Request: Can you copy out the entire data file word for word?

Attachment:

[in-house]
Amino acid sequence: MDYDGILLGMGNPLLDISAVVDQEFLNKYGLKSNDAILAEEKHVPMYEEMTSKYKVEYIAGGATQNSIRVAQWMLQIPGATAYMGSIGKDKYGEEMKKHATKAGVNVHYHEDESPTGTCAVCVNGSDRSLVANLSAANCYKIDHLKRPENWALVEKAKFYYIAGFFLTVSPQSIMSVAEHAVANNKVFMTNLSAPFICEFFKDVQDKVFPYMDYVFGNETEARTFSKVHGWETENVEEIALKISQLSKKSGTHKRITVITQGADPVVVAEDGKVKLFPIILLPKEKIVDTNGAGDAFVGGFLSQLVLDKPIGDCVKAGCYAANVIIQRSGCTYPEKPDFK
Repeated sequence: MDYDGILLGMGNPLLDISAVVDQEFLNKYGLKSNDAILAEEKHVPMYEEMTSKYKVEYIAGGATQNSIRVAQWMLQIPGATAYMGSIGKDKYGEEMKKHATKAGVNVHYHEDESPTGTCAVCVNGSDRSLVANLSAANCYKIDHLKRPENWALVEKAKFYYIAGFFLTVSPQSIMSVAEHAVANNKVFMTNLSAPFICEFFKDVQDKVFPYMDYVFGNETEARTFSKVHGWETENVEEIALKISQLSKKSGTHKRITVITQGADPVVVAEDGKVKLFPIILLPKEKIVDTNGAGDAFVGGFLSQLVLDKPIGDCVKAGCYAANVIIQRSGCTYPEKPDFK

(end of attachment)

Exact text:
[in-house]
Amino acid sequence: MDYDGILLGMGNPLLDISAVVDQEFLNKYGLKSNDAILAEEKHVPMYEEMTSKYKVEYIAGGATQNSIRVAQWMLQIPGATAYMGSIGKDKYGEEMKKHATKAGVNVHYHEDESPTGTCAVCVNGSDRSLVANLSAANCYKIDHLKRPENWALVEKAKFYYIAGFFLTVSPQSIMSVAEHAVANNKVFMTNLSAPFICEFFKDVQDKVFPYMDYVFGNETEARTFSKVHGWETENVEEIALKISQLSKKSGTHKRITVITQGADPVVVAEDGKVKLFPIILLPKEKIVDTNGAGDAFVGGFLSQLVLDKPIGDCVKAGCYAANVIIQRSGCTYPEKPDFK
Repeated sequence: MDYDGILLGMGNPLLDISAVVDQEFLNKYGLKSNDAILAEEKHVPMYEEMTSKYKVEYIAGGATQNSIRVAQWMLQIPGATAYMGSIGKDKYGEEMKKHATKAGVNVHYHEDESPTGTCAVCVNGSDRSLVANLSAANCYKIDHLKRPENWALVEKAKFYYIAGFFLTVSPQSIMSVAEHAVANNKVFMTNLSAPFICEFFKDVQDKVFPYMDYVFGNETEARTFSKVHGWETENVEEIALKISQLSKKSGTHKRITVITQGADPVVVAEDGKVKLFPIILLPKEKIVDTNGAGDAFVGGFLSQLVLDKPIGDCVKAGCYAANVIIQRSGCTYPEKPDFK